Prospective evaluation of surgical palliative care immersion training for general surgery residents

Mustafa Raoof, Lisa O'Neill, Leigh Neumayer, Mindy Fain, Robert Krouse

Research output: Contribution to journalArticlepeer-review

22 Scopus citations


Background Palliative care competencies in surgical training are recognized to improve the care of surgical patients with advanced or life-threatening illnesses. Formal programs to teach these competencies are lacking. The study aims to assess the feasibility and utility of a unique surgical palliative care immersion training program. Study design A half-day Surgical Palliative Care Immersion Training (SPCIT) was developed using the American College of Surgeon's manual titled “Surgical Palliative Care: A Resident's Guide” as a framework. The training format was modeled after the highly successful University of Arizona Center on Aging's Interprofessional Chief Resident Immersion Training (IP-CRIT) Program to teach palliative care competencies to general surgery residents. Objective and self-assessments were performed at baseline, immediately post training and 5-months after training. For all pre-test, post-test comparisons on Likert scale, Wilcoxon Signed Rank Test was used. For aggregate scores a repeated-measures analysis of variance was used. Results Forty of the forty-eight residents (83%) completed the learner's needs assessment survey. Thirty-four (71%) of the forty-eight residents in the residency program participated in the SPCIT. Significant improvement was noted in objective assessment of post-test aggregate scores (Mean difference 2.15, 95% CI 0.52–3.77, p = 0.0083). There was a significant increase in proportion of residents who felt confident in discussing palliative care options (96.5% vs. 27.5%, p < 0.0001); end-of-life care (86.2% vs. 52.5%, p < 0.0065); code status (86% vs. 15%, p < 0.0001); prognosis (96% vs. 35%, p < 0.001); or withholding or withdrawing life support (79.2% vs. 45%, p = 0.0059) with patient/families after the SPCIT. Conclusion The newly developed SPCIT program drastically improves knowledge, attitudes and perceived skills of general surgery residents. Similar training can be implemented in other surgical residency programs.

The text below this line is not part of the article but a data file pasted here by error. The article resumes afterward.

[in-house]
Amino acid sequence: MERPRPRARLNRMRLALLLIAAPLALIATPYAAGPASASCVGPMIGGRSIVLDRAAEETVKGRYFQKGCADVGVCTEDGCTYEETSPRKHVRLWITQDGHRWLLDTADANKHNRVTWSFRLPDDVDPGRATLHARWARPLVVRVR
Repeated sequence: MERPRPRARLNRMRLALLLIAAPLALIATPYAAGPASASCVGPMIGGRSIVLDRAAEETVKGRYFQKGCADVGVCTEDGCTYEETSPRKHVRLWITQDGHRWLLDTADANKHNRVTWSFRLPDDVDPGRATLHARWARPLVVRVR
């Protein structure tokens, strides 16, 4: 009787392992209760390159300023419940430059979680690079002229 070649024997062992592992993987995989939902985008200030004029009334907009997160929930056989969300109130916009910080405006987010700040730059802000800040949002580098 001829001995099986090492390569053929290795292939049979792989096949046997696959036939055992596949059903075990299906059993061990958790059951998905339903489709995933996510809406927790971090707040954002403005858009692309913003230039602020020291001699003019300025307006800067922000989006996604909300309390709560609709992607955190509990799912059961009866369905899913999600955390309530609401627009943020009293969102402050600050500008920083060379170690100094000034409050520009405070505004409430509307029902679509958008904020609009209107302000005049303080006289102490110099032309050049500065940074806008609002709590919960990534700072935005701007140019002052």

Original languageEnglish (US)
Pages (from-to)378-383
Number of pages6
JournalAmerican journal of surgery
Issue number2
StatePublished - Aug 2017


  • Palliative care
  • Surgery residents
  • Surgical education
  • Surgical training
  • Workshop

ASJC Scopus subject areas

  • Surgery


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